Coronavirus statistics snapshot – as we enter the northern winter the thawing of the flight schedules takes hold, but there is positive movement in year-on-year comparisons

The northern winter is set to be an incredibly challenging period for the aviation industry. It is always a difficult period for the world’s airlines, but this week’s first steps into the new schedule are being made with very tentative steps with little visibility on future demand and limited summer cash flow to bring stability during the leaner months.

It is a fragile situation for an already battered industry and another decline in weekly global flight frequencies is no surprise. Encouragingly, the rate of decline has slowed on last week’s levels. CTC – Corporate Travel Community analysis of OAG schedule data for the week commencing 26-Oct-2020 shows that global flight frequencies have declined -1.6% with the loss of nearly 6,500 departures than the previous week.

Total global weekly departures slip from just under 395,500 to less than 389,000, the lowest weekly level since the week of 13-Jul-2020. This brings the loss of flight frequencies since the peak of the recovery in the week commencing 17-Aug-2020 to 25,000, a -6.0% reduction.

It is a mixed global performance this week, but again the week-on-week falls are dominated by the largest current aviation economies of North America (-4.3%), North East Asia (-2.1%) and Western Europe (-5.1%) where together more than 9,500 weekly flights have been cut out of each region’s schedules.

Central and Eastern Europe (-8.4%) again sees flight levels decrease by more than 1,000 and the largest week-on-week percentage decline, but Central Asia (-4.0%) is the only other region to see a reduction in frequencies this week. The rest of the world enters the northern winter with a growth in schedules.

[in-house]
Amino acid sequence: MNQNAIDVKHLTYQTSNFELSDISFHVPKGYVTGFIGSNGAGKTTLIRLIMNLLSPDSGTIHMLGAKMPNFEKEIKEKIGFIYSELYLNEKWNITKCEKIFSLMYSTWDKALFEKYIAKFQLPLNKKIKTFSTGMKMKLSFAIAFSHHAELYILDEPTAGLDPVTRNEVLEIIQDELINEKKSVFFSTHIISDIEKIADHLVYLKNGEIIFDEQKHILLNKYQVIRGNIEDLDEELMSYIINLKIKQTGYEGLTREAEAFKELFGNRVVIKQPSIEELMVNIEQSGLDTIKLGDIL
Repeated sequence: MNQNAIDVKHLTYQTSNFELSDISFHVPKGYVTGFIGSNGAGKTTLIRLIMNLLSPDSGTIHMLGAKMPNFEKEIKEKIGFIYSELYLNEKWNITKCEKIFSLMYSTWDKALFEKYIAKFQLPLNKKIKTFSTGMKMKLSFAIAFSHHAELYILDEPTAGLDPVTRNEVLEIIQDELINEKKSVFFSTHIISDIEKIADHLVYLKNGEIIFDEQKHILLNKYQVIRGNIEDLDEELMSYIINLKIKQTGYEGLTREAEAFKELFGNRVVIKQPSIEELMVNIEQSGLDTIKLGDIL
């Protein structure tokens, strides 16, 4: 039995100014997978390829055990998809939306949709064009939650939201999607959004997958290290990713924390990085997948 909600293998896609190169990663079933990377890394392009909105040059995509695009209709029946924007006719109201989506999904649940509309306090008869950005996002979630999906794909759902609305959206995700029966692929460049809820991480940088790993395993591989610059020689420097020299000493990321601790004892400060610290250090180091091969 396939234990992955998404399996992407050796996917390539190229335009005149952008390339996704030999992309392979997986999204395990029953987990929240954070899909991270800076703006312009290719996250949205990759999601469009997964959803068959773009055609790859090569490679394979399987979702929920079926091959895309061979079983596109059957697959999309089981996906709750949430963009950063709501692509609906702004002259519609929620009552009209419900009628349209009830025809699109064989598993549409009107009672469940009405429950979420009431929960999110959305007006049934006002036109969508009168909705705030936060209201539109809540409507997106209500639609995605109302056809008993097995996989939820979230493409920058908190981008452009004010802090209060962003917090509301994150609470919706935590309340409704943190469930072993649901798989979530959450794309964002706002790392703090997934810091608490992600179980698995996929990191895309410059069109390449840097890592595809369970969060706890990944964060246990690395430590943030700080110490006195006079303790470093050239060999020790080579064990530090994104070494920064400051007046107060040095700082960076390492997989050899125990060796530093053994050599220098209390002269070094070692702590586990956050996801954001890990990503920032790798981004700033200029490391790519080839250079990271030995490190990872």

The rises are led by South Asia (+8.9%), while South East Asia (+6.0%) joins it in growing by just over 1,500 weekly frequencies. Strong growth rates are also being seen in Upper South America (+7.7%) and the Caribbean (+7.7%) as both regions start to see signs of recovery.

The reduction in the number of weekly flight departures from each of the 30 largest aviation markets is lower than the levels seen as the pandemic had its strongest impact, but the recovery in flight levels has stalled over recent months and still remains a long way down on levels seen last year (Source: CTC – Corporate Travel Community (CTC) and OAG – data: 26-Oct-2020)

India edged ahead of Japan to be the world’s third largest aviation market by flight departures with a +8.8% week-on-week rise last week and follows it with a larger +10.3% rise this week as over 1,400 additional frequencies are added. USA departures (-4.8%) slip to just above 90,000 for the week, while China falls just below that level (-2.5%). The Russian Federation sees further declines (-8.5%), while Turkey’s frequency reduction (-7.8%) sees it slip outside the ten largest aviation markets for the week and replaced by United Kingdom (-0.3%).

Vietnam (+15.2%), Malaysia (+27.1%) and Myanmar (+15.4%) all report double-digit week-on-week growth and Greece (-19.0%), Portugal (-10.7%) and Ukraine (-15.2%) double-digit declines among the top 50 markets by departures this week, while Oman (+104.3%) and Trinidad & Tobago (+155.2%) are among those showing the largest rises among the rest of the ranking.

Global air capacity collapsed as the Covid-19 pandemic spread across the world. After an initial stabilisation stage, we had until Aug-2020 seen continued steps of recovery, followed by a plateauing and a slow downhill slide in capacity levels. After another small step up as we entered Oct-2020 we are seeing another slow downhill slide in capacity levels, accelerating at a pace these past weeks (Source: Corporate Travel Community (CTC) and OAG – data: 26-Oct-2020)

Last week’s -2.0% and -2.1% declines in flight frequencies and seat capacity, respectively, had a notable impact on year-on-year performance levels. This week’s slightly more modest declines of -1.6% and -1.8% actually show a positive movement in year-on-year comparison and suggest seasonality rather than COVID-fuelled demand reductions are the reason for the movement.

Flight frequencies are down ‘just’ -45.8% year-on-year, a +1.2 percentage point improvement on last week, while capacity levels are down -48.1%, a +1.0 percentage point improvement on last week. The seat reduction is the strongest year-on-year performance since the last week of the previous 2019/2020 northern winter schedule back in the week commencing 23-Mar-2020 when the global air transport industry was in freefall.

After a forgettable summer it is a positive opening to what is certain to be one of the toughest winters ever for air transport. Let’s hope we can retain this level of positivity over the next five months and look forward to summer 2020 with a little more optimism.

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